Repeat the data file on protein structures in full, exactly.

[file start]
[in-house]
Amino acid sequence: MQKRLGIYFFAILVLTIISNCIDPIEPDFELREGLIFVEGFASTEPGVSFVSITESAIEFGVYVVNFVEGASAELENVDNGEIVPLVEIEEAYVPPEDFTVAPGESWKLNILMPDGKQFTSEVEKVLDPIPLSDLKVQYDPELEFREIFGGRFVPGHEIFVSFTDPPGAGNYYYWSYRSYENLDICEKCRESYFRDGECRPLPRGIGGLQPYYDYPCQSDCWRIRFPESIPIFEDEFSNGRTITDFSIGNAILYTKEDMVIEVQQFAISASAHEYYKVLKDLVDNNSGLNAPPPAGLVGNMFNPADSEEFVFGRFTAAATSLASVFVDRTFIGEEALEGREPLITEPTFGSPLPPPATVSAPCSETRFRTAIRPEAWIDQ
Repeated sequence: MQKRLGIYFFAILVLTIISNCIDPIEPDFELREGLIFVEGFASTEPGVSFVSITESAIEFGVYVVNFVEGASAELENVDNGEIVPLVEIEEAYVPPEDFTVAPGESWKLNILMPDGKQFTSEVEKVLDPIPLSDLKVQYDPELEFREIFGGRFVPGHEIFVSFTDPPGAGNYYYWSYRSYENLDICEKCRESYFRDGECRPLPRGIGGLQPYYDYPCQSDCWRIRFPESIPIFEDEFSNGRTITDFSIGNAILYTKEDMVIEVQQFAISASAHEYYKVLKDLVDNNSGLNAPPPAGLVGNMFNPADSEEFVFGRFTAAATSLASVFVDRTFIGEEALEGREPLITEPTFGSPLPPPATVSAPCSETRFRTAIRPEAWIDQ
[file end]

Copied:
[in-house]
Amino acid sequence: MQKRLGIYFFAILVLTIISNCIDPIEPDFELREGLIFVEGFASTEPGVSFVSITESAIEFGVYVVNFVEGASAELENVDNGEIVPLVEIEEAYVPPEDFTVAPGESWKLNILMPDGKQFTSEVEKVLDPIPLSDLKVQYDPELEFREIFGGRFVPGHEIFVSFTDPPGAGNYYYWSYRSYENLDICEKCRESYFRDGECRPLPRGIGGLQPYYDYPCQSDCWRIRFPESIPIFEDEFSNGRTITDFSIGNAILYTKEDMVIEVQQFAISASAHEYYKVLKDLVDNNSGLNAPPPAGLVGNMFNPADSEEFVFGRFTAAATSLASVFVDRTFIGEEALEGREPLITEPTFGSPLPPPATVSAPCSETRFRTAIRPEAWIDQ
Repeated sequence: MQKRLGIYFFAILVLTIISNCIDPIEPDFELREGLIFVEGFASTEPGVSFVSITESAIEFGVYVVNFVEGASAELENVDNGEIVPLVEIEEAYVPPEDFTVAPGESWKLNILMPDGKQFTSEVEKVLDPIPLSDLKVQYDPELEFREIFGGRFVPGHEIFVSFTDPPGAGNYYYWSYRSYENLDICEKCRESYFRDGECRPLPRGIGGLQPYYDYPCQSDCWRIRFPESIPIFEDEFSNGRTITDFSIGNAILYTKEDMVIEVQQFAISASAHEYYKVLKDLVDNNSGLNAPPPAGLVGNMFNPADSEEFVFGRFTAAATSLASVFVDRTFIGEEALEGREPLITEPTFGSPLPPPATVSAPCSETRFRTAIRPEAWIDQ